Coding Freedom: An Aesthetics of Decontrol

Gabriella Coleman’s Coding Freedom is a beautifully written book, offering deep insight into communities of hackers. By immersing herself in the culture of free and open source software devotees, she helps us understand the motivations, goals, frustrations, and aesthetics of a frequently misunderstood movement. The stakes are high, both for those inside and outside the hacker community. Some want the term hacker to primarily denote playful creativity; others emphasize subversion of oppressive power centers; still others embrace an identity of unreasoned disruption.

Outsiders stray into such debates at their peril, and Coleman took significant risks to write the book. As an academic, she defied conventional anthropological career paths by launching an investigation of a digitally connected enclave within an advanced society.* As an observer, she risked that sub-subcultures would try to exact revenge on her for saying something they disagreed with. (It’s not just the obvious targets who get hacked.) But the gambles have paid off, both within the academic community and in the broader ambit of Internet intellectuals.

Hackers are frequently misunderstood, both when praised and when damned. In the popular imagination, the computer hacker can pop up as a digital Bonnie or Clyde, fighting “the system” of opaque automation. On the other hand, former NSA Chief Michael Hayden wrote off hacker fans of Edward Snowden as “nihilists, anarchists, activists, Lulzsec, Anonymous, twentysomethings who haven’t talked to the opposite sex in five or six years.” The hero/villain narratives are easy to sell to Wired or Fox. Coleman gives us a much richer story.

She starts by investigating recurring features of the (self-)education of the hacker, the formation of an identity around technological expertise. Like many a lawyer, the hackers she interviews take pride in “doing things” with words and code. They are producers of games or orders, rather than passive players or subjects. Coleman empathizes with many of the coders’ outsider status, something she must painstakingly reconstruct in our era of geek chic Zuckerworship. Drawing on the work of Charles Taylor, she explores the expressive dimensions of hacker selfhood. One of the key questions posed by the book is whether this aesthetics of outsiderdom promotes ethical restraint when hackers are tempted by the money and power of tech giants or government. Does their technical expertise help create an online environment of empowerment or modulated control?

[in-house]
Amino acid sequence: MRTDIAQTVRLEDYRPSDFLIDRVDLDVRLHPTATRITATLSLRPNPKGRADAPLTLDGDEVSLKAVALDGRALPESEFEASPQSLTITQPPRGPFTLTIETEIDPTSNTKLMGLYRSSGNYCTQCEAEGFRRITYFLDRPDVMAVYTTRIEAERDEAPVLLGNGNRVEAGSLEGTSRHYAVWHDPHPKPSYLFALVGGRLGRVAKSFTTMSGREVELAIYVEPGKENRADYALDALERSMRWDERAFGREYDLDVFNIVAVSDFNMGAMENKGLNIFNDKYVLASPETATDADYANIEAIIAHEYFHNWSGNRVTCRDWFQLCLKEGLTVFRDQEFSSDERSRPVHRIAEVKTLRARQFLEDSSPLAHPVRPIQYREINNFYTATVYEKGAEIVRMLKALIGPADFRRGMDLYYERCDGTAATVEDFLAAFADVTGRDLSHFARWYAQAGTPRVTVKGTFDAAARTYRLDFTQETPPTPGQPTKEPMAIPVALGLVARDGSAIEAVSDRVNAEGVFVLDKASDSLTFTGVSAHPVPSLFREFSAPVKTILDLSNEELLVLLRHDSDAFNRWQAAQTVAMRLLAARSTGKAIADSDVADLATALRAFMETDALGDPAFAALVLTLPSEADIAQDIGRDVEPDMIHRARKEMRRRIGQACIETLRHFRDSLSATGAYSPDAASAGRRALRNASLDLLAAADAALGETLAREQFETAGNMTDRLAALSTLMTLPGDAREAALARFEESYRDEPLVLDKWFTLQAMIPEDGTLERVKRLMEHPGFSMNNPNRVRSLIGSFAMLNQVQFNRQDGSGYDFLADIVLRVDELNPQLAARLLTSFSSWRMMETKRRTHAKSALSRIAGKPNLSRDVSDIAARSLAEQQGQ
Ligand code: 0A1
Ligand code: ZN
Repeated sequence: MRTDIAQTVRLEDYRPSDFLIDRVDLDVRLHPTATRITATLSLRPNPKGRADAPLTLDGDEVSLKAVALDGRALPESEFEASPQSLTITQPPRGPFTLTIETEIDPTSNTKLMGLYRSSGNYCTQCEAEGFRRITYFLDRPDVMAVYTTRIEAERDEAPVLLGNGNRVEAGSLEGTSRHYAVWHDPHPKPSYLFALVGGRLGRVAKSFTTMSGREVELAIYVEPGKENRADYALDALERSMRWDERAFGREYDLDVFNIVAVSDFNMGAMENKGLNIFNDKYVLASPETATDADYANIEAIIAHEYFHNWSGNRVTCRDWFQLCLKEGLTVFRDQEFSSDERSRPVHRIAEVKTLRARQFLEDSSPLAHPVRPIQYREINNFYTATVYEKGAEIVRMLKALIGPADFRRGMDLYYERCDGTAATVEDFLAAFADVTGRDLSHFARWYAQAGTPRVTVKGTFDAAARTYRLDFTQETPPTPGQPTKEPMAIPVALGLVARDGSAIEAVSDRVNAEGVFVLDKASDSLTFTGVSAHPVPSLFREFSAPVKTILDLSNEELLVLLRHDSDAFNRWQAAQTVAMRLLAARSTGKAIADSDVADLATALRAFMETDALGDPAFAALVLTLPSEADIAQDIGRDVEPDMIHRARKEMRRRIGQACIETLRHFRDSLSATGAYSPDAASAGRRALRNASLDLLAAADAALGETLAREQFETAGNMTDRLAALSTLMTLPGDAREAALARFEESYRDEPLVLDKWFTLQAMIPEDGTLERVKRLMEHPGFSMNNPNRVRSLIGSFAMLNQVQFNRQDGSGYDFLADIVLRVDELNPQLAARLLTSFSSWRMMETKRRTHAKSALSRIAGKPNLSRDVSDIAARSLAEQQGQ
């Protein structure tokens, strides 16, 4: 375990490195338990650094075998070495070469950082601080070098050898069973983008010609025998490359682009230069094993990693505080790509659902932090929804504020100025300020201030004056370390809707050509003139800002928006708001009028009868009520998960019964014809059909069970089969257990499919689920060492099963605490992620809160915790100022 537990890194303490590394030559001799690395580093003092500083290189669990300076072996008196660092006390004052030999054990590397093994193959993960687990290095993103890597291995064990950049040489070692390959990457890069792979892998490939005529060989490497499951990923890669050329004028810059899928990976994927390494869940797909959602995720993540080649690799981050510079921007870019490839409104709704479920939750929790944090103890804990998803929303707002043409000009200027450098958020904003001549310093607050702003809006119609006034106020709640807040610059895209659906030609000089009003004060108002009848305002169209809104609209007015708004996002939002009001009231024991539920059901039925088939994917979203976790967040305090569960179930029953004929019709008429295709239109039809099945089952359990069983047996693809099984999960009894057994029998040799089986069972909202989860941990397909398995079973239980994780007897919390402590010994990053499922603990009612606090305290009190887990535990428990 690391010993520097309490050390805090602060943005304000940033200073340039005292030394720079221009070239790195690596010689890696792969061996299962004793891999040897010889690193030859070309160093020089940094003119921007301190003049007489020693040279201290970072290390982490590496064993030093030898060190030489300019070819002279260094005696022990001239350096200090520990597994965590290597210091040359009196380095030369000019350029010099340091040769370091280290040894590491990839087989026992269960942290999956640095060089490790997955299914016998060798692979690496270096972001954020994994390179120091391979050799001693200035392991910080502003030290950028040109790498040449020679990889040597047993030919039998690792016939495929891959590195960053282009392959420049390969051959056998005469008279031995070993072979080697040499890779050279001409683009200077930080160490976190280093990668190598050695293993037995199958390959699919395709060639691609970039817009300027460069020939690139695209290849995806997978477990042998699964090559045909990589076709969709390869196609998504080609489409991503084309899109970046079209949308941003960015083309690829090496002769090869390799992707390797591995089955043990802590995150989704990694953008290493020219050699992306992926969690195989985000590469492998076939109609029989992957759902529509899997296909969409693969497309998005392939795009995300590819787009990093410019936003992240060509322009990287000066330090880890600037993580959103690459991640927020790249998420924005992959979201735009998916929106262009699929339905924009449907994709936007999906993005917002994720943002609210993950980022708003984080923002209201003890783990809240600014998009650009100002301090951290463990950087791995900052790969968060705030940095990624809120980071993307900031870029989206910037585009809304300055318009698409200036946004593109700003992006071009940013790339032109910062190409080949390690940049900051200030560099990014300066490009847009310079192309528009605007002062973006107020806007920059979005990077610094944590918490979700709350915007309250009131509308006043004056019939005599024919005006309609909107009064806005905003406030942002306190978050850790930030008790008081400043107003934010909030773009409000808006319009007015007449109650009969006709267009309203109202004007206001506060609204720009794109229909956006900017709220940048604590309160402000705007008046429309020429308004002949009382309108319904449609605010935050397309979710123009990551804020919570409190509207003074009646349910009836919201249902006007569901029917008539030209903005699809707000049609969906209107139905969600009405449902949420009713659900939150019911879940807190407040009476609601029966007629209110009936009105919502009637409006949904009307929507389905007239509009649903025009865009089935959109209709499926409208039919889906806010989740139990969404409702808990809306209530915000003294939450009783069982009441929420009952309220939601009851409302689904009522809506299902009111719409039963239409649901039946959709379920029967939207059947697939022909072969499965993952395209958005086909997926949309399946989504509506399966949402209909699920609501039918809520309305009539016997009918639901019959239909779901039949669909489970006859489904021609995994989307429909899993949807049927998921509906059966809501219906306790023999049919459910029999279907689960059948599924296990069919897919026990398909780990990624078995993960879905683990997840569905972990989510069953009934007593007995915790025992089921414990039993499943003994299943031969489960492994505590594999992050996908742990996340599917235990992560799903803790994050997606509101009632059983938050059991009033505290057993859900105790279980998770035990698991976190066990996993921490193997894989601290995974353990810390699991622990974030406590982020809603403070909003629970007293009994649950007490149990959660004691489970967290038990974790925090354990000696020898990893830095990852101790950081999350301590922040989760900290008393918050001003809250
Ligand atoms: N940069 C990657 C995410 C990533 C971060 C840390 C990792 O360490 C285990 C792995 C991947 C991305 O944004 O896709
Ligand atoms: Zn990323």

Image used with permission of Antoine Doré.

The Uses of Disorder

For example, we recently witnessed the extraordinary spectacle of General Keith Alexander appealing to hackers at a security conference. Coleman identifies “privacy” as one of the core values of hackers, so it would seem odd for the world’s premier spy agencies to appeal to them. But hackers also love to work around systems of control—just like NSA agents! As recent reporting has shown, by subverting various standards processes (or outright purchase of vulnerabilities), the NSA has made computers generally more vulnerable to being hacked:

In some cases, it sounds as though the NSA has arranged for backdoors to be placed in equipment used by specific adversaries, such as foreign goverments, which may well be a reasonable tactic. But here we are talking about something much worse: the deliberate introduction of vulnerabilities in widely used commercial products and, even more far reaching, into the abstract technical standards followed by the designers of security software. . . . It makes everyone on the Internet more vulnerable, increasing the chances that dissidents will be uncovered by despotic regimes and that corporations will fall victim to cybercriminals.

According to Coleman, hackers value “freedom, privacy, and access.” When in privacy mode, many find the NSA’s work repulsive. But “access” may well require a more porous digital environment—a coincidence of interest of hackers, data brokers, and spies. For critics of cyberlibertarianism, the simultaneous commitment to “privacy and access” is a canard. It merely minimizes the cognitive dissonance of those who insist on encryption of their own communications while cracking that of others.